Finding the Calm after the Storm
When Hurricane Katrina swept through the Gulf region in August 2005 it took more than 1,800 lives and caused more than 1.2 billion dollars in damage to communities along the coast. Among the hardest hit was the city of New Orleans, which suffered through the battering of the storm followed by massive flooding when the city’s levee system failed.
The community of New Orleans East, a very large section of the city situated east of the Industrial Canal, north of the Mississippi River and south of Lake Pontchartrain, was hit hard by the storm and struggles to recover from its impact to this day.
Samueli Institute’s Well Community Project teamed with local non-profit organization, the Institute of Women and Ethnic Studies (IWES), in New Orleans East to help residents recognize the effect Katrina was having on their lives almost ten years later, and through that understanding begin to heal. IWES hosted Wisdom Circles to help neighbors connect with each other and themselves.“Wisdom circles have been around for a long time. They are a very ancient technique that indigenous people throughout the planet have used to bring a community together to tell stories again and to learn from each other,” explains Denese Shervington, MD, MPH, president & ceo of IWES. “What’s slightly different in Wisdom Circles opposed to the public health focus group is that we create rituals to help people tap into a more sacred space. We are really going for truth telling and not advice giving. People just want to be heard and that in itself can be healing.”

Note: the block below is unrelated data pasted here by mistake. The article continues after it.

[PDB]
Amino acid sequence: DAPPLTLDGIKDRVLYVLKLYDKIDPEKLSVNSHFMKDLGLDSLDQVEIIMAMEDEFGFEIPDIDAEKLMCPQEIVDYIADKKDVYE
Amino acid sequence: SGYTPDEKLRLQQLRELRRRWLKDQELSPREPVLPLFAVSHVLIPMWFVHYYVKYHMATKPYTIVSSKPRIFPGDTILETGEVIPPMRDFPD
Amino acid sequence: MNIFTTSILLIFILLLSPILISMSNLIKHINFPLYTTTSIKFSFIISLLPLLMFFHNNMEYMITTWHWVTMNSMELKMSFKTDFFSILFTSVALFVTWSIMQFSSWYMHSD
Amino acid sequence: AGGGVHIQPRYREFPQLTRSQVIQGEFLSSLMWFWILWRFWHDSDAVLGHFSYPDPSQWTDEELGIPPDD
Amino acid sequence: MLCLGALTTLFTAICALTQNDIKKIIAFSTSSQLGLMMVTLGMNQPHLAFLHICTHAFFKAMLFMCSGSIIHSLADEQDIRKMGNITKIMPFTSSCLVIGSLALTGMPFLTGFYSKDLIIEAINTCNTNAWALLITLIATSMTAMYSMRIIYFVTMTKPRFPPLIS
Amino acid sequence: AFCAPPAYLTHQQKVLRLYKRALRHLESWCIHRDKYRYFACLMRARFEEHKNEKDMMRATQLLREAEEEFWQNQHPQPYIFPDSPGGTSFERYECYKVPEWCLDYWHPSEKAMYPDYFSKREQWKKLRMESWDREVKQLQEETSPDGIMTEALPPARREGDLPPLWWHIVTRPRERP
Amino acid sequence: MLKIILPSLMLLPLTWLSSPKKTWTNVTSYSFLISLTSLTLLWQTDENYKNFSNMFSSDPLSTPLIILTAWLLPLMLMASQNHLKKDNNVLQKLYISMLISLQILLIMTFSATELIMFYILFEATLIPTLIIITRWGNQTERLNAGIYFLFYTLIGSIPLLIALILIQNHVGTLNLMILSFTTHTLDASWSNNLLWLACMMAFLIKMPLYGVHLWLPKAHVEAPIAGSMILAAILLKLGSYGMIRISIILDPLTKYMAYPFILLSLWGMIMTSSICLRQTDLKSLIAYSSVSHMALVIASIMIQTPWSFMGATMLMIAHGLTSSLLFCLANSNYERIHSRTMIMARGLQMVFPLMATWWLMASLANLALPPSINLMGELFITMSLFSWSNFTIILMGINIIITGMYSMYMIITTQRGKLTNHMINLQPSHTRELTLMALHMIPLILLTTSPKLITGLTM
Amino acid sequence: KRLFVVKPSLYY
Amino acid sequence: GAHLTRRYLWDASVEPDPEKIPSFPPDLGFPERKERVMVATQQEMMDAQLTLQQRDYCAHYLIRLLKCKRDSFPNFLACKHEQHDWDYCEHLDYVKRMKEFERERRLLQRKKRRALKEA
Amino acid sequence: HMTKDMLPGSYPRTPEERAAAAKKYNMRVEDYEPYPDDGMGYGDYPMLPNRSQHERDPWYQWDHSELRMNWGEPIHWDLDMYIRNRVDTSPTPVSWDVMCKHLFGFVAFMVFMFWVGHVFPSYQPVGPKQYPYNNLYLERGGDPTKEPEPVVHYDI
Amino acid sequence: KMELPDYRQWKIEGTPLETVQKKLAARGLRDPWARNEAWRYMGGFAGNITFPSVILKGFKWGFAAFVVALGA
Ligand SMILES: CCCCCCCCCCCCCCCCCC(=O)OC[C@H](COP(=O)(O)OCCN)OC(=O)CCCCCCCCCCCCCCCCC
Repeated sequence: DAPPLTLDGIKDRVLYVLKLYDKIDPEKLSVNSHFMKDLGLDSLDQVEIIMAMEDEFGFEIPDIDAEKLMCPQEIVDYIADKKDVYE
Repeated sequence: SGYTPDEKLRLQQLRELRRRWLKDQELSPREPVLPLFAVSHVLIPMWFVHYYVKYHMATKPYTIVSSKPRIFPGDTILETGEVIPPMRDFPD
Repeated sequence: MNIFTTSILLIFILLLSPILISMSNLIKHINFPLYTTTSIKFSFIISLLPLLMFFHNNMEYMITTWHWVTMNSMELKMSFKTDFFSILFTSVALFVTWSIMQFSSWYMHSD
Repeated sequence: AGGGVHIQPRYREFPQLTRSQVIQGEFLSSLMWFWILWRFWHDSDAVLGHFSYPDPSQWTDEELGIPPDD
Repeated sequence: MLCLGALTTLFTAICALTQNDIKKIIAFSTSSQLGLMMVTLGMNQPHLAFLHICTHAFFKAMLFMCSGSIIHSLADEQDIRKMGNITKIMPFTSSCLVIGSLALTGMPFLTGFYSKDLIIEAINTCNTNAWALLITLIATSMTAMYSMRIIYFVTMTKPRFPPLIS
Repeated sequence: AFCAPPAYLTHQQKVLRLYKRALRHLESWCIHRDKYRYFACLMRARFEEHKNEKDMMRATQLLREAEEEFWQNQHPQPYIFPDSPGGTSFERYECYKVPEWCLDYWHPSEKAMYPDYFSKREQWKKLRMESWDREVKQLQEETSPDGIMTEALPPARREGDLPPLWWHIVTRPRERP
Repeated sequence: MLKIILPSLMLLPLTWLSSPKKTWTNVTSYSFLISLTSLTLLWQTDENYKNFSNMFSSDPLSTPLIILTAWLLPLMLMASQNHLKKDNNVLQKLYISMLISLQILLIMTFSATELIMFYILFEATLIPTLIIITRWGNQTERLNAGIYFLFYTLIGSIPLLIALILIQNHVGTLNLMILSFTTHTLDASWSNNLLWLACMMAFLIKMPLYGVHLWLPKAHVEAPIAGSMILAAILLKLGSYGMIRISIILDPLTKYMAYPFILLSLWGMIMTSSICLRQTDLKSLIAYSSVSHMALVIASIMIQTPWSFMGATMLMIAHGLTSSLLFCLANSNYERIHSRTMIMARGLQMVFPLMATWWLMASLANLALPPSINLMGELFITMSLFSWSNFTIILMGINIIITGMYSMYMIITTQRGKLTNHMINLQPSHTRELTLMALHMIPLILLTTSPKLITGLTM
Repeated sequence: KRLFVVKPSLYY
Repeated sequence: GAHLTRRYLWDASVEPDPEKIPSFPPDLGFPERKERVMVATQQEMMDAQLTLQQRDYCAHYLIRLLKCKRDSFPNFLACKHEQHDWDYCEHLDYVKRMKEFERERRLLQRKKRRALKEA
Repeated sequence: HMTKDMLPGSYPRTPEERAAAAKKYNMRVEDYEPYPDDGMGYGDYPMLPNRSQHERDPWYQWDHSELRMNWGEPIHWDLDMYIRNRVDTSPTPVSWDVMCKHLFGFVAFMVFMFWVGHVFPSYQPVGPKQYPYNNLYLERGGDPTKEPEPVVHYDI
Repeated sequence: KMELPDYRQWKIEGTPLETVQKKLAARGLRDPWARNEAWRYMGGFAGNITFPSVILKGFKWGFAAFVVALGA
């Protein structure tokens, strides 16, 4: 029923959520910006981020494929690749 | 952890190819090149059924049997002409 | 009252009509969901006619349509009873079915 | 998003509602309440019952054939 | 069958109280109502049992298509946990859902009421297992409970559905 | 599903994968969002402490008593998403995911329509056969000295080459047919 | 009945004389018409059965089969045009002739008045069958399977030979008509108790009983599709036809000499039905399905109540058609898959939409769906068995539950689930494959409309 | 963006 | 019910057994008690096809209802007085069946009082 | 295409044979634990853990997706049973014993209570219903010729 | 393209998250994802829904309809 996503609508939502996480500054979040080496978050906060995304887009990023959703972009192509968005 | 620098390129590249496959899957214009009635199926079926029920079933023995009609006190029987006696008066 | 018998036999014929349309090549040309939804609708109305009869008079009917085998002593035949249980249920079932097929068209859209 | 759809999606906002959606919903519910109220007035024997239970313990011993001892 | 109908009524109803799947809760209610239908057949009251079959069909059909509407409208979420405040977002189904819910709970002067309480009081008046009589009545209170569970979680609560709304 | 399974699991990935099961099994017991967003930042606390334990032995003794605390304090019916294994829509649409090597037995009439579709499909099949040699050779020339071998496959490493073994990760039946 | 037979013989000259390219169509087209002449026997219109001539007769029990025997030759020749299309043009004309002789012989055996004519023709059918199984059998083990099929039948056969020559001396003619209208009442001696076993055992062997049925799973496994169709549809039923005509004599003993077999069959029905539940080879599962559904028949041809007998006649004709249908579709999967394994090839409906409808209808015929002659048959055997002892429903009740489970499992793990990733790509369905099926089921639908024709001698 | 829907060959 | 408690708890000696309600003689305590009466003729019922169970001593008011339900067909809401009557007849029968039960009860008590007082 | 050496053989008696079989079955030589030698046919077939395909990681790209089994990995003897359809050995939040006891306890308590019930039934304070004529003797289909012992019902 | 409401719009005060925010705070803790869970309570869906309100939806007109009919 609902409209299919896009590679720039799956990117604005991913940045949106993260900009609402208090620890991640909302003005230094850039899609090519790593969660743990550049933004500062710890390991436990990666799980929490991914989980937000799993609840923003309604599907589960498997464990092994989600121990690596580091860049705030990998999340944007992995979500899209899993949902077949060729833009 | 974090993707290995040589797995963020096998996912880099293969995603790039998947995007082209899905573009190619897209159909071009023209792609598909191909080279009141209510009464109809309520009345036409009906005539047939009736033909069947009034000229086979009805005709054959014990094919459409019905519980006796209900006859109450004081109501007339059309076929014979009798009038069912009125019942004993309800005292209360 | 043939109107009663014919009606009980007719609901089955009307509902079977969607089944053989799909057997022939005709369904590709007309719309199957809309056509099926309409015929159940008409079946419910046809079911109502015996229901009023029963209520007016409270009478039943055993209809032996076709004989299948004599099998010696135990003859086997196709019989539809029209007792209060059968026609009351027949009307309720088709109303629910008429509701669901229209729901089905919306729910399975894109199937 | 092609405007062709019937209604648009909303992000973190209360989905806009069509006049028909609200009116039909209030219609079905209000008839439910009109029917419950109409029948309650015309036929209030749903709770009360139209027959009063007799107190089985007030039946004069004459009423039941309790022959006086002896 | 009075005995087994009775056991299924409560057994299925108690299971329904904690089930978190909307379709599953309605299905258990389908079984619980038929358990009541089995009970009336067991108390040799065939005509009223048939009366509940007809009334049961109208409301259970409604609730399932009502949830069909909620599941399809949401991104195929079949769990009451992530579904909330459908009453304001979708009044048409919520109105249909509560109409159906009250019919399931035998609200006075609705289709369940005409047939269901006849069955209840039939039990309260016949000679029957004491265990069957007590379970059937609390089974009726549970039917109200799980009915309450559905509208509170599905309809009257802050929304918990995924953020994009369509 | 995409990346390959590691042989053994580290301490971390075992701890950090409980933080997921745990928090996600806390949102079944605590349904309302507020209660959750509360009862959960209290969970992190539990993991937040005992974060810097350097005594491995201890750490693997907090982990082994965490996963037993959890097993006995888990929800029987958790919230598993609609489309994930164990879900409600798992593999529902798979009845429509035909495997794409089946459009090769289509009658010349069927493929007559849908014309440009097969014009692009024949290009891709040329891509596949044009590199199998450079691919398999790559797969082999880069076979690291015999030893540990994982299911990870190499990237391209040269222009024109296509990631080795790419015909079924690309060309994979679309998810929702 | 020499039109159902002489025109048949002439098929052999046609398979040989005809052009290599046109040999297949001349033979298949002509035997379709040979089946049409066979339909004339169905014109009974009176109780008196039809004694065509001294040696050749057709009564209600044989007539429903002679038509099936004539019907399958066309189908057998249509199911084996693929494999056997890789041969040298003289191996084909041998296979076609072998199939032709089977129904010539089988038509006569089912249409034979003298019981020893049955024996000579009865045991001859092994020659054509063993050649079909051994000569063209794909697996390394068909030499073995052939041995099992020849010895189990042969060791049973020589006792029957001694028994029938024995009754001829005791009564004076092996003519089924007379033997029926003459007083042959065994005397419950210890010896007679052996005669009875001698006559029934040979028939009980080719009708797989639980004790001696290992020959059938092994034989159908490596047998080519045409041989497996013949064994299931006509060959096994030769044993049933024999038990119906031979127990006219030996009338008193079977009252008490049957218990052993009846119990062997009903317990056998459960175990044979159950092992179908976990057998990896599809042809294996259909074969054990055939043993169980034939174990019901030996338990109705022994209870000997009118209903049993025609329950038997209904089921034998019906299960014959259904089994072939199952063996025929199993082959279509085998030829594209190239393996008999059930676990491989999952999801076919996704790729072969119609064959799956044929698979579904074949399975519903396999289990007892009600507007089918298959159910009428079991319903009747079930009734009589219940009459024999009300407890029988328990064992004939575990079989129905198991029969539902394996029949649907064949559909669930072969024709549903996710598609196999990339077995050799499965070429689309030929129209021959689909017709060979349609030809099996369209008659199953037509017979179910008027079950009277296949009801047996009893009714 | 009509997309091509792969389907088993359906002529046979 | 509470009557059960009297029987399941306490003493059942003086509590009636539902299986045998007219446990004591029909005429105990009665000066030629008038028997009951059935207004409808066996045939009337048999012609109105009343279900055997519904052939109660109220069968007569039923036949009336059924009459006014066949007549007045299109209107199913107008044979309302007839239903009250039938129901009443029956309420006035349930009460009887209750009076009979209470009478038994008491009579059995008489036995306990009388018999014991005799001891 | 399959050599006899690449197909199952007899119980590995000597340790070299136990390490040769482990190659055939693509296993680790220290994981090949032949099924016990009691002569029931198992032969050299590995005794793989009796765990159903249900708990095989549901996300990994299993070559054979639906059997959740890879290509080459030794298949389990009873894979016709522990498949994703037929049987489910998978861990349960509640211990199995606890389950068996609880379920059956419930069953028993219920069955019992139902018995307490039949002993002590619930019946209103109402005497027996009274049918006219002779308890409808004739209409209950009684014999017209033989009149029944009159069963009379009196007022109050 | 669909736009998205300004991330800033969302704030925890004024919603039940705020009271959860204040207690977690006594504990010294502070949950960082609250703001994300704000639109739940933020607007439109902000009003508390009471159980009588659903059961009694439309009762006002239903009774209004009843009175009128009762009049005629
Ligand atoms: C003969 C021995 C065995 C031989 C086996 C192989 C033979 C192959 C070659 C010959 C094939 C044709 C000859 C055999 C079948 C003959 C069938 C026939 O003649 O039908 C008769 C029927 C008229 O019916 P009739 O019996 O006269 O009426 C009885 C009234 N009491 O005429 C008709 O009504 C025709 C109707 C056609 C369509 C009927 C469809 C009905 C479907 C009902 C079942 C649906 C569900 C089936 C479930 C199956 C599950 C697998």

For more than a year, Shervington’s team hosted monthly circles of 20-25 individuals from across the community and encouraged them to tell some of the stories that have been painful in their lives, or to share celebratory stories of overcoming adversity. Through this process, IWES has helped residents of New Orleans East begin to come to terms with how the storm is still affecting their lives.
IWES’ efforts are having an impact.
“People frequently approach me in the neighborhood and say their lives have changed since participating in one of our sessions,” says Dr. Shervington.
They tell her they are interacting differently with their children, and are starting to realize that perhaps their children are acting out as a result of struggling with their own experience from the storm.
“They just never thought that this terrible thing that happened had a significant impact on their being and their lives.”